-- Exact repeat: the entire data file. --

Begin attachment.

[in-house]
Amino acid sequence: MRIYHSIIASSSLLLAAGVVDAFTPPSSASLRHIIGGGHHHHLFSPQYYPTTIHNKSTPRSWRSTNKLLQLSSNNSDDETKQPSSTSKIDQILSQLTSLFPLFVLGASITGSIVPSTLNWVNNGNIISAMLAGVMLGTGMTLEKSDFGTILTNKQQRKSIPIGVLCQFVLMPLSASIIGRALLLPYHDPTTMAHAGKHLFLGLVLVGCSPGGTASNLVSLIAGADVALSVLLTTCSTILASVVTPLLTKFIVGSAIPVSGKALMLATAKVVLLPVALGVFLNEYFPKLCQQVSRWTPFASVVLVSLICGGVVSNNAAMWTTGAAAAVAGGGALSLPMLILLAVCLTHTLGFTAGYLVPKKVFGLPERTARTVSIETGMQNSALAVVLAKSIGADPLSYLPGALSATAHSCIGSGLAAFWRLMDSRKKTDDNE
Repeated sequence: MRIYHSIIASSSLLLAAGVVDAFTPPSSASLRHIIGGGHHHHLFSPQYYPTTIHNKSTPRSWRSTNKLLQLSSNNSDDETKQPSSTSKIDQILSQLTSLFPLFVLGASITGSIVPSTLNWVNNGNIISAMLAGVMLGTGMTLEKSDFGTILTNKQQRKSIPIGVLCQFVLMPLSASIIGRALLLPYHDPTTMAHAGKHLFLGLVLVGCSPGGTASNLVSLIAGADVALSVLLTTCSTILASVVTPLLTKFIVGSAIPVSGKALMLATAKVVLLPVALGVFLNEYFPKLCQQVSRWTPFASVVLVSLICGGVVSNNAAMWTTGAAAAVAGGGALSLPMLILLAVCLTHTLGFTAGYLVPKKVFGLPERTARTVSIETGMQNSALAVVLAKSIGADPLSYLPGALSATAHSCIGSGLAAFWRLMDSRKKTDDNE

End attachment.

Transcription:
[in-house]
Amino acid sequence: MRIYHSIIASSSLLLAAGVVDAFTPPSSASLRHIIGGGHHHHLFSPQYYPTTIHNKSTPRSWRSTNKLLQLSSNNSDDETKQPSSTSKIDQILSQLTSLFPLFVLGASITGSIVPSTLNWVNNGNIISAMLAGVMLGTGMTLEKSDFGTILTNKQQRKSIPIGVLCQFVLMPLSASIIGRALLLPYHDPTTMAHAGKHLFLGLVLVGCSPGGTASNLVSLIAGADVALSVLLTTCSTILASVVTPLLTKFIVGSAIPVSGKALMLATAKVVLLPVALGVFLNEYFPKLCQQVSRWTPFASVVLVSLICGGVVSNNAAMWTTGAAAAVAGGGALSLPMLILLAVCLTHTLGFTAGYLVPKKVFGLPERTARTVSIETGMQNSALAVVLAKSIGADPLSYLPGALSATAHSCIGSGLAAFWRLMDSRKKTDDNE
Repeated sequence: MRIYHSIIASSSLLLAAGVVDAFTPPSSASLRHIIGGGHHHHLFSPQYYPTTIHNKSTPRSWRSTNKLLQLSSNNSDDETKQPSSTSKIDQILSQLTSLFPLFVLGASITGSIVPSTLNWVNNGNIISAMLAGVMLGTGMTLEKSDFGTILTNKQQRKSIPIGVLCQFVLMPLSASIIGRALLLPYHDPTTMAHAGKHLFLGLVLVGCSPGGTASNLVSLIAGADVALSVLLTTCSTILASVVTPLLTKFIVGSAIPVSGKALMLATAKVVLLPVALGVFLNEYFPKLCQQVSRWTPFASVVLVSLICGGVVSNNAAMWTTGAAAAVAGGGALSLPMLILLAVCLTHTLGFTAGYLVPKKVFGLPERTARTVSIETGMQNSALAVVLAKSIGADPLSYLPGALSATAHSCIGSGLAAFWRLMDSRKKTDDNE